Father – Earl Godwin of Wessex
Mother – Gytha Thorkelsdottir
Spouse – Edith the Fair (Swanneck), Edith of Mercia
Children – Godwin, Edmund, Magnus, Gunhilda, Gytha, Harold, Ulf
King of England – 1042 – 1066
Predecessor – King Edward the Confessor
Successor – King William I (the Conqueror)
Harold’s earls Morcar and Edwin were defeated by Harald and Tostig at this battle. The two earls fled the battlefield.
Harold won a decisive victory over the Norwegian invaders. Both Harald Hardrada and Tostig Godwinson were killed.
Battle of Hastings
Harold knew that he didn’t have the manpower to defend Caldbec Hill and so at first light he moved his men to Senlac Hill where they formed a shield wall and waited for the Normans.
William arrived and set up his forces at the bottom of the hill. He had three groups – Normans, Flemings and Bretons, both cavalry and infantry. William opened the battle with a barrage of arrows which, because of the hill flew over the heads of the Saxons. Next William sent in his infantrymen but they were unable to break through the shield wall. A group of Breton infantrymen turned and ran down the hill. The Saxons that had been withstanding that group broke the shield wall and ran down after them. William ordered that they become the focus of the next attack and although some managed to return to their line most were cut down. It is thought that Harold’s two brothers lost their lives at this point.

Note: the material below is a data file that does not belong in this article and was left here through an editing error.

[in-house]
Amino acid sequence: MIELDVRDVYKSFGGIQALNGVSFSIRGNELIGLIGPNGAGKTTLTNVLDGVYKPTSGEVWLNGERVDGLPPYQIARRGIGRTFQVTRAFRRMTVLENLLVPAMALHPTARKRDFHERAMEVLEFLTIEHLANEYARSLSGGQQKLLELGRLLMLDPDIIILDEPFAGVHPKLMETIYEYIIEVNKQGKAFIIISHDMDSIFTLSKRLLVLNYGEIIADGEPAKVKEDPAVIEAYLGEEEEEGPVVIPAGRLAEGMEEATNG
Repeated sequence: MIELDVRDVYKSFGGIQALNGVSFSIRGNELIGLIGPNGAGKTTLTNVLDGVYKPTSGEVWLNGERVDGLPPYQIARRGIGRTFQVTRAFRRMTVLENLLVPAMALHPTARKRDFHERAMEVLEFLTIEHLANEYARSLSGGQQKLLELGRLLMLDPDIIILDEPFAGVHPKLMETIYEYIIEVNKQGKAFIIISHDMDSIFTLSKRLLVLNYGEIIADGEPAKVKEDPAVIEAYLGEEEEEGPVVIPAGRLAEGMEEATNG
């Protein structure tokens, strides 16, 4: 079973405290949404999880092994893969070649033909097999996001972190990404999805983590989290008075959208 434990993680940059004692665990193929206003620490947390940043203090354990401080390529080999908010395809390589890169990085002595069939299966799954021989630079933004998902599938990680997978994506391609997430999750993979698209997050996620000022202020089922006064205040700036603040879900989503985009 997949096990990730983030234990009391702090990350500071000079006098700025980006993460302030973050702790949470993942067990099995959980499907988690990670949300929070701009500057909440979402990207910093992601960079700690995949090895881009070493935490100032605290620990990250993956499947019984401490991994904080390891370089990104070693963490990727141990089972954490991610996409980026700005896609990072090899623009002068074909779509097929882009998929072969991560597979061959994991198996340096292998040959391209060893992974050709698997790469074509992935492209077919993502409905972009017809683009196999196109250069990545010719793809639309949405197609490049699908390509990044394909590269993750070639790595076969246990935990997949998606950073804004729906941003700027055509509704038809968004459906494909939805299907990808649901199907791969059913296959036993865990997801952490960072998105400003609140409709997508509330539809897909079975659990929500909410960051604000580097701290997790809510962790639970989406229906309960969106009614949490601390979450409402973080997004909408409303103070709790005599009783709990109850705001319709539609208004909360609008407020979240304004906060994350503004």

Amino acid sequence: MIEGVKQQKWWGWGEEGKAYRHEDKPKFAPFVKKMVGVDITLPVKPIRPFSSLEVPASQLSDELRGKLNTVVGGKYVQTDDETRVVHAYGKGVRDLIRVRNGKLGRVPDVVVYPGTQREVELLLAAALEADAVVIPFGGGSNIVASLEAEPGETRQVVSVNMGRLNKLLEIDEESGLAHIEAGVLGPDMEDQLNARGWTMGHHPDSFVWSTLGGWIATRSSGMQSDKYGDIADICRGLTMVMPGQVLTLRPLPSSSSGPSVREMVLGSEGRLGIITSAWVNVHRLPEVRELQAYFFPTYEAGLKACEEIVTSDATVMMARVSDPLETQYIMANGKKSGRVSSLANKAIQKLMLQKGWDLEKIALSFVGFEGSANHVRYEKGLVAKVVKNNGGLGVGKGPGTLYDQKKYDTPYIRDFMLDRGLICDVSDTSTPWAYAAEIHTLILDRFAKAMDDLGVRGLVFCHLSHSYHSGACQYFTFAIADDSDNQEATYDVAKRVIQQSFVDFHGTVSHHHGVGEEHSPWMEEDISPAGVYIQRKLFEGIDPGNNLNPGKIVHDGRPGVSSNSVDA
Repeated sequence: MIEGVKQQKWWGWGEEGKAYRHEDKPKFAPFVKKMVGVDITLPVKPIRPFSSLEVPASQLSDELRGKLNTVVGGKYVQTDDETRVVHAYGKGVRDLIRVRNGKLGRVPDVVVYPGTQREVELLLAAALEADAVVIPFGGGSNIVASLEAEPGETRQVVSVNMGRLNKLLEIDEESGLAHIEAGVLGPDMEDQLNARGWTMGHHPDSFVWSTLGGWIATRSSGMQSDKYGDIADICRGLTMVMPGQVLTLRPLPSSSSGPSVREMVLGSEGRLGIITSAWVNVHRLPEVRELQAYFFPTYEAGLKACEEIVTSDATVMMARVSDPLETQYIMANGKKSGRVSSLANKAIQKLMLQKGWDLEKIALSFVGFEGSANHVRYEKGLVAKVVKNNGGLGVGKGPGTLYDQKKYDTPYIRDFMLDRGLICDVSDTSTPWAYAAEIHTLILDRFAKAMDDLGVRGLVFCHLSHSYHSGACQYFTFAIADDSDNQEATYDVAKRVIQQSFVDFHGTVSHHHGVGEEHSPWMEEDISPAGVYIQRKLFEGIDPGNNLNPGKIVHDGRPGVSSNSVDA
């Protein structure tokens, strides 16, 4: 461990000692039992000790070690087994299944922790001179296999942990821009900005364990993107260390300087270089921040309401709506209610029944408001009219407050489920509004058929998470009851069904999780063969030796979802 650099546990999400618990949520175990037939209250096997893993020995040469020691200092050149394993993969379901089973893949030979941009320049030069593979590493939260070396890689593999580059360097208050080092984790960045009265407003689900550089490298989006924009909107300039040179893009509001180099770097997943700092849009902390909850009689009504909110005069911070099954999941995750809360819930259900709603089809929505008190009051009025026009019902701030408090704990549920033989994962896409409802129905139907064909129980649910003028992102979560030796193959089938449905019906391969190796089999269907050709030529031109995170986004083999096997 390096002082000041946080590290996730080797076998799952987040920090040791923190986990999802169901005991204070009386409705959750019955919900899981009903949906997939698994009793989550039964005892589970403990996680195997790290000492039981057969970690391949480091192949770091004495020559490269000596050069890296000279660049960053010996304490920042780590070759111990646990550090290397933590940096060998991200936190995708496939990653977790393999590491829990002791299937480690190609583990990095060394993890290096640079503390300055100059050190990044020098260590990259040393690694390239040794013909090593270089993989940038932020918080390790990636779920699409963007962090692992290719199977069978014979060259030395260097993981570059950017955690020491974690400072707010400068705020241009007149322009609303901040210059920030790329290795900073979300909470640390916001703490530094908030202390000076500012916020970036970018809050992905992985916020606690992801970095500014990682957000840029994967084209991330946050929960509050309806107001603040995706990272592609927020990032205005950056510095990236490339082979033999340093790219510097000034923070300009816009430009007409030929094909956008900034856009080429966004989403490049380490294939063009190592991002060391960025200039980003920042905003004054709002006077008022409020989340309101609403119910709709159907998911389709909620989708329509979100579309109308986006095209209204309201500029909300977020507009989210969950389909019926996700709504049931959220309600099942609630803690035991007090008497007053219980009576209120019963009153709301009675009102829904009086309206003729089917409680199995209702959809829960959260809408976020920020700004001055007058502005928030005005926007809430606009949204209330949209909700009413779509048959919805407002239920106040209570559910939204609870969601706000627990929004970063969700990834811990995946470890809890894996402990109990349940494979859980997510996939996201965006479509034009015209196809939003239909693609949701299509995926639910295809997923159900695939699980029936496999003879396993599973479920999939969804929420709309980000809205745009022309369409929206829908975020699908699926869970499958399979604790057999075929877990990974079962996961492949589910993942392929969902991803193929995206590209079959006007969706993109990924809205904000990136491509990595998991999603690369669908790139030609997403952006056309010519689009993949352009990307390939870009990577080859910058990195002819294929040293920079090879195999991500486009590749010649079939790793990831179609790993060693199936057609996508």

Having seen how the Bretons fleeing down the hill broke the shield wall, William changed tactic and ordered his men to do the same thing. Although the shield wall did not break so spectacularly again it did begin to weaken. With the light beginning to fade William ordered his archers to fire again but to angle them higher so that they hit the men just behind the shield wall. It is thought that one of these arrows went through the eye slit of Harold’s helmet and struck him in the eye or near to the eye. It is thought that while reeling from this injury he was cut down by a sword, possibly to his thigh, or an axe and died of his injuries.
Harold’s body was so mutilated that it could only be recognised from marks on the body and may have been identified by his long term mistress, Edith Swanneck. Harold’s mother offered William her son’s weight in gold for the body but William refused. The exact burial place of Harold’s body remains a matter of dispute but a body found at Bosham in 2003 which was lacking a head and leg is a likely candidate.
Published Jul 17, 2015 @ 10:22 – Updated –
Harvard Reference for this page:
Heather Y Wheeler. (2015 – 2018). King Harold II (Godwinson) of England 1020 – 1066. Available: https://www.totallytimelines.com/harold-godwinson-1020-1066 Last accessed January 20th, 2019
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